Around 1 in 5 people diagnosed with cancer in the UK take part in a clinical trial.
A study looking at the treatment of intracranial germ cell tumours in children and young people (SIOP CNS GCT II)
This study is looking at the treatment of rare brain tumours called germ cell tumours. Cancer Research UK supports this study.
The study is for children and young people. We use the term ‘you’ in this summary, but of course if you are a parent, we are referring to your child.
More about this trial
Germ cell tumours that start in the brain or spinal cord (the central nervous system) are very rare. Doctors use surgery, chemotherapy and radiotherapy to treat these tumours. But there are different types of germ cell tumours and doctors want to learn more about the best ways of treating the different types. Everybody taking part in this study will have the treatment that their specialist thinks is best for them.
The aim of this study is to collect information about the treatment of germ cell tumours that start in the brain. There may not be any direct benefit from taking part in this study. But the results may help to improve treatment for children and young people with germ cell tumours in the future.
Who can enter
You may be able to enter this trial if you have been diagnosed with a germ cell tumour that started in your central nervous system.
You cannot enter this trial if you
- Were diagnosed before the study opened in the country where you live
- Have any other medical condition or problem that the study team think could affect your treatment
- Are taking part in another trial of treatment for germ cell tumours
- Are pregnant or breastfeeding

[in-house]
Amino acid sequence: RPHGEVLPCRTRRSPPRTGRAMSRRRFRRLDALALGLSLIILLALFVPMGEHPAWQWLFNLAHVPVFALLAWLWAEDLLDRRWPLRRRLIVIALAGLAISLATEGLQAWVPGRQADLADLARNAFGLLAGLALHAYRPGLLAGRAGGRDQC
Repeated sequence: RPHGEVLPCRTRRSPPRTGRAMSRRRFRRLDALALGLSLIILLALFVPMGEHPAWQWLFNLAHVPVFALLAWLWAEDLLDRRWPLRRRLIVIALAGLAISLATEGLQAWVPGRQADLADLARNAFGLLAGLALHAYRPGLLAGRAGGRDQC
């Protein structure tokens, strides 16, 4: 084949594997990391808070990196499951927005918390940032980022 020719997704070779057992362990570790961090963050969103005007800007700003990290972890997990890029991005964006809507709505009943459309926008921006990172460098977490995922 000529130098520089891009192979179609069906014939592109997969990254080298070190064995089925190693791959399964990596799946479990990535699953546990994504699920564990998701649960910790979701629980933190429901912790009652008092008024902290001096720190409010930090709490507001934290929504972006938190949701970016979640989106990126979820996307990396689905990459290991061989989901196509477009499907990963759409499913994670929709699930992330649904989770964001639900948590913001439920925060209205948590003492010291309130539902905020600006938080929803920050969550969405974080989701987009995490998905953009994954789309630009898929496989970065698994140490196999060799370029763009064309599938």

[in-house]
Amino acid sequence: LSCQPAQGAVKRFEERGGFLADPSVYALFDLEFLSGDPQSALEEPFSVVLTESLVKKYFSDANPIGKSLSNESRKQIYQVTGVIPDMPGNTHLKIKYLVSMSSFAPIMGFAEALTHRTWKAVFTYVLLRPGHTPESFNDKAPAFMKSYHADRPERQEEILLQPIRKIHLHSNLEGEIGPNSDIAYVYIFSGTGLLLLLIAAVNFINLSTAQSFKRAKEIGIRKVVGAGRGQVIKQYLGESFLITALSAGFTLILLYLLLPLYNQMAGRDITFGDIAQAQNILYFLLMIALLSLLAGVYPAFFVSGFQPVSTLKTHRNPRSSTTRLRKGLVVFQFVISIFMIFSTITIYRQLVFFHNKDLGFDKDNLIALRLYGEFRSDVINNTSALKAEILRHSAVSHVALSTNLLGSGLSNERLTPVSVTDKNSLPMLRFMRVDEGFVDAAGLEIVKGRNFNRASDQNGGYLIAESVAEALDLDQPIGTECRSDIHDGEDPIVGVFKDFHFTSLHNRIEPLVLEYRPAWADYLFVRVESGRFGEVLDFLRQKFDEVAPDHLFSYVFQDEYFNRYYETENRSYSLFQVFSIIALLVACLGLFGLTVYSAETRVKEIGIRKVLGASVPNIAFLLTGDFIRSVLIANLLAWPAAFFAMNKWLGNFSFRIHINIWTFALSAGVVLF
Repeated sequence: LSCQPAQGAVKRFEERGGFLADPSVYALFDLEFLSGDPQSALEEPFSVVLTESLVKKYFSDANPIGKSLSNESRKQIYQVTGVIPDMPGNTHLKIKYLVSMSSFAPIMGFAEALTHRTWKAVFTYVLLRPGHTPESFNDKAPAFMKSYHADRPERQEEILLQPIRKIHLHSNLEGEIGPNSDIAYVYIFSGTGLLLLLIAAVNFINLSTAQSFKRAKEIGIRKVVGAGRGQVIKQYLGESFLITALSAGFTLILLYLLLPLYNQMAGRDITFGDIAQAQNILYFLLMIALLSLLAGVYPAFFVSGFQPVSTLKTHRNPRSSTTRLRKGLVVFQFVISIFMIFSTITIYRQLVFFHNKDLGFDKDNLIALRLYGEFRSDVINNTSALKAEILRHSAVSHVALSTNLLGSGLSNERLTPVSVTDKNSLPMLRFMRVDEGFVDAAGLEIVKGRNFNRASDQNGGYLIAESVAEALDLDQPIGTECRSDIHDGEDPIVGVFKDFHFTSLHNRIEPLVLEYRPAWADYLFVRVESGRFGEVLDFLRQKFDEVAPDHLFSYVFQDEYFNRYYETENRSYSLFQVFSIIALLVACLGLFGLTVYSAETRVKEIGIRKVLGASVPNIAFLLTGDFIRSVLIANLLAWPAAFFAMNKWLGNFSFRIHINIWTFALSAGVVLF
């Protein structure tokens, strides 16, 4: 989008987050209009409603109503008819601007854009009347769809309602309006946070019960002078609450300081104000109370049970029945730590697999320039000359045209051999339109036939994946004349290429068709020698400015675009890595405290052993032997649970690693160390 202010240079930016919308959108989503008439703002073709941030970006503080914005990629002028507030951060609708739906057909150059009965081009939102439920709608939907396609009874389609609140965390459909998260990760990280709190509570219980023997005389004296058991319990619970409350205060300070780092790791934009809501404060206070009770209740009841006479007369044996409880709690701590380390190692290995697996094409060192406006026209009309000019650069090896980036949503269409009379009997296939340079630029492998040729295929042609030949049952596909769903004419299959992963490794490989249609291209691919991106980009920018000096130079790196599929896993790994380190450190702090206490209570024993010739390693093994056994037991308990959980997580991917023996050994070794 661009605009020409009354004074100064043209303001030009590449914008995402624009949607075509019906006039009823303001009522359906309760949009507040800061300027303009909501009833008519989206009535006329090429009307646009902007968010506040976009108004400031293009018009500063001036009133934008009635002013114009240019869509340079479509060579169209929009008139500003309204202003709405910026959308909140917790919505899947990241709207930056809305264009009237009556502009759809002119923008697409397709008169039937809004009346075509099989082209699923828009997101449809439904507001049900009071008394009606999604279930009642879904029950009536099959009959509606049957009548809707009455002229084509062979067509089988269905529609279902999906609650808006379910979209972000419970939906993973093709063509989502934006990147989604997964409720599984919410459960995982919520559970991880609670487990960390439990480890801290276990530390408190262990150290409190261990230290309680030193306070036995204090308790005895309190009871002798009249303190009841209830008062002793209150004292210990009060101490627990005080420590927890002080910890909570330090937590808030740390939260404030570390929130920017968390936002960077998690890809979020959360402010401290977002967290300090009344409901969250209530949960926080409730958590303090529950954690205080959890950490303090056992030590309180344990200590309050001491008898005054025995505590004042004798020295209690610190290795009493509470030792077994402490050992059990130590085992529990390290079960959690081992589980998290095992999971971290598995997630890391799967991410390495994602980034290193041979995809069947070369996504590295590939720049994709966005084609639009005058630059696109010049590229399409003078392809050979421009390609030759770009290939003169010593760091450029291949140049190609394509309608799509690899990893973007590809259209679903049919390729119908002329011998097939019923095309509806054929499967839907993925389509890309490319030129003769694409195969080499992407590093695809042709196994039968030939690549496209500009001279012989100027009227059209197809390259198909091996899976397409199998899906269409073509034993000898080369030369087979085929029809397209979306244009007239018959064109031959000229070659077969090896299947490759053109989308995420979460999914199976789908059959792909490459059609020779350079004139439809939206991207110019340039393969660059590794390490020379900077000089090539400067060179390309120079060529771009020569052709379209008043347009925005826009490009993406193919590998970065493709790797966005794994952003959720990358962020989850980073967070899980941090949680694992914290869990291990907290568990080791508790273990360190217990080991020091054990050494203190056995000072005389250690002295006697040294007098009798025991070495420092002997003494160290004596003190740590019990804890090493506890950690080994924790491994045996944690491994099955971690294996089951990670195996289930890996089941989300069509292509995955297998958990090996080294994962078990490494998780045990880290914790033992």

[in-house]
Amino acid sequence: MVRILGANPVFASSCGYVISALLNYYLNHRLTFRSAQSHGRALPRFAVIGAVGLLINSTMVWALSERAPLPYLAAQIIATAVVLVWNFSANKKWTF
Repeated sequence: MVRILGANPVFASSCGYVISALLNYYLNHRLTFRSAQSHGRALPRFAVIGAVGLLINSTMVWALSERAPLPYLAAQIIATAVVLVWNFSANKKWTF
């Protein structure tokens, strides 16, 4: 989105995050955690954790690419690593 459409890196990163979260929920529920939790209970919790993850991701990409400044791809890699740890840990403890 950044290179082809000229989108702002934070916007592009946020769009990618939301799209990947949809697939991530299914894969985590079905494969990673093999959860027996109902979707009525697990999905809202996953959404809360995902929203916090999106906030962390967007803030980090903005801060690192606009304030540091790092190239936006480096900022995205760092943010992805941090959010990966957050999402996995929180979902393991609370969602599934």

This international study will recruit about 400 people. Everybody taking part will have the treatment that their specialist thinks is best for them. The study team will collect information for at least 5 years about the tests, scans and treatment that people have.
If you have a tissue sample (
The study team will also ask you to fill out some questionnaires at different points during your treatment. The questionnaires will ask about any treatment side effects and how you’ve been feeling. This is called a quality of life study.
The number of hospital visits you have will depend on your particular treatment plan.
Your specialist will talk to you about the possible side effects of any treatment you have. As taking part in this study will not change your treatment, there will not be any extra side effects.
How to join a clinical trial
Please note: In order to join a trial you will need to discuss it with your doctor, unless otherwise specified.
Dr James Nicholson
Cancer Research UK
Experimental Cancer Medicine Centre (ECMC)
International Society of Paediatric Oncology (SIOP)
NIHR Clinical Research Network: Cancer
This is Cancer Research UK trial number CRUK/10/038.